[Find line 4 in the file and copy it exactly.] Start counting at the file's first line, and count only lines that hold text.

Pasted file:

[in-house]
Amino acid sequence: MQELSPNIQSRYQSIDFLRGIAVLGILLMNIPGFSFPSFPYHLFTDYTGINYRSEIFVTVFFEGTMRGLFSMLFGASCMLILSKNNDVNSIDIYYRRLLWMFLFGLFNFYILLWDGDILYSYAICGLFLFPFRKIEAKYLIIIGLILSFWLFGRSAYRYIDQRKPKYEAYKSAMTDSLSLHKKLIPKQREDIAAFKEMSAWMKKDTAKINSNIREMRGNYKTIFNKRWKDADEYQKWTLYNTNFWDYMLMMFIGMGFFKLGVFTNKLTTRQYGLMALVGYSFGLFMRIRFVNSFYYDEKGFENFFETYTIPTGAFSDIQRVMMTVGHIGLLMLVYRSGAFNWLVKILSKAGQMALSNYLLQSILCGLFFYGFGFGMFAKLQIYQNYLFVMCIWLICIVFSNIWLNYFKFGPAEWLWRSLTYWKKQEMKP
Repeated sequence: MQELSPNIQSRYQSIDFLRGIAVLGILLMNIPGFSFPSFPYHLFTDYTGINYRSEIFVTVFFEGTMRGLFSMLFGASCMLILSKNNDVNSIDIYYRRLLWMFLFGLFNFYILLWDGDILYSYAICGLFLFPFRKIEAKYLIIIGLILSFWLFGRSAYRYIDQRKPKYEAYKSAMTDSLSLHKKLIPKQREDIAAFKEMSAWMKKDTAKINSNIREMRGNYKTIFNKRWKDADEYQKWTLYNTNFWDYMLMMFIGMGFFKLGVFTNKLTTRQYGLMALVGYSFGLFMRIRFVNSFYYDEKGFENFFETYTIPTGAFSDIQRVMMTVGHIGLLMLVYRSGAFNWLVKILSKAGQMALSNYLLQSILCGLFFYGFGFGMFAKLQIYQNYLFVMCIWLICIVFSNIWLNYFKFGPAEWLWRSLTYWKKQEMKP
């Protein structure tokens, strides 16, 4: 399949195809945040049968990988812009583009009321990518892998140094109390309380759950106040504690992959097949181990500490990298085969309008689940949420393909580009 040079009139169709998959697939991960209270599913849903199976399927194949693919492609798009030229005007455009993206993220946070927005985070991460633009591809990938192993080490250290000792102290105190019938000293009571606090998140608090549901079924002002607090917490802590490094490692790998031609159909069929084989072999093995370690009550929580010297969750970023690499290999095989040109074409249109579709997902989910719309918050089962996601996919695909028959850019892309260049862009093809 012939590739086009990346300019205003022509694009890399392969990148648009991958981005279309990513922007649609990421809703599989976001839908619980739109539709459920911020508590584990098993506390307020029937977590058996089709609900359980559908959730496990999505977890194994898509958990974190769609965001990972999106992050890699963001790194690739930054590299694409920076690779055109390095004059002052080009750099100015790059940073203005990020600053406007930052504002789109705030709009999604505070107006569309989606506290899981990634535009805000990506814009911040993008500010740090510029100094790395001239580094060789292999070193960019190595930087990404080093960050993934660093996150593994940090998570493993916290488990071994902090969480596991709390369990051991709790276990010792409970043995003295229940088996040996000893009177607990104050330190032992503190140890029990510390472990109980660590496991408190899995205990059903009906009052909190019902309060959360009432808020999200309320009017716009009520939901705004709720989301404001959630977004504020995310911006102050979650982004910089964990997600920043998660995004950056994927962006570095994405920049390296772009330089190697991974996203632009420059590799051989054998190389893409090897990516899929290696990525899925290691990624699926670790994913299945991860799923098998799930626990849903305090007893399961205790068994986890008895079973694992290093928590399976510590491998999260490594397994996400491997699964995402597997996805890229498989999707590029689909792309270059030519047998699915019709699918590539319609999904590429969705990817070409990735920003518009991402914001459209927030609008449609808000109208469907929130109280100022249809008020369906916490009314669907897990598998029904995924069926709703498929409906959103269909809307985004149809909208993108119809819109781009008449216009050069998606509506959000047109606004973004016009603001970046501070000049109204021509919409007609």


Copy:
């Protein structure tokens, strides 16, 4: 399949195809945040049968990988812009583009009321990518892998140094109390309380759950106040504690992959097949181990500490990298085969309008689940949420393909580009 040079009139169709998959697939991960209270599913849903199976399927194949693919492609798009030229005007455009993206993220946070927005985070991460633009591809990938192993080490250290000792102290105190019938000293009571606090998140608090549901079924002002607090917490802590490094490692790998031609159909069929084989072999093995370690009550929580010297969750970023690499290999095989040109074409249109579709997902989910719309918050089962996601996919695909028959850019892309260049862009093809 012939590739086009990346300019205003022509694009890399392969990148648009991958981005279309990513922007649609990421809703599989976001839908619980739109539709459920911020508590584990098993506390307020029937977590058996089709609900359980559908959730496990999505977890194994898509958990974190769609965001990972999106992050890699963001790194690739930054590299694409920076690779055109390095004059002052080009750099100015790059940073203005990020600053406007930052504002789109705030709009999604505070107006569309989606506290899981990634535009805000990506814009911040993008500010740090510029100094790395001239580094060789292999070193960019190595930087990404080093960050993934660093996150593994940090998570493993916290488990071994902090969480596991709390369990051991709790276990010792409970043995003295229940088996040996000893009177607990104050330190032992503190140890029990510390472990109980660590496991408190899995205990059903009906009052909190019902309060959360009432808020999200309320009017716009009520939901705004709720989301404001959630977004504020995310911006102050979650982004910089964990997600920043998660995004950056994927962006570095994405920049390296772009330089190697991974996203632009420059590799051989054998190389893409090897990516899929290696990525899925290691990624699926670790994913299945991860799923098998799930626990849903305090007893399961205790068994986890008895079973694992290093928590399976510590491998999260490594397994996400491997699964995402597997996805890229498989999707590029689909792309270059030519047998699915019709699918590539319609999904590429969705990817070409990735920003518009991402914001459209927030609008449609808000109208469907929130109280100022249809008020369906916490009314669907897990598998029904995924069926709703498929409906959103269909809307985004149809909208993108119809819109781009008449216009050069998606509506959000047109606004973004016009603001970046501070000049109204021509919409007609």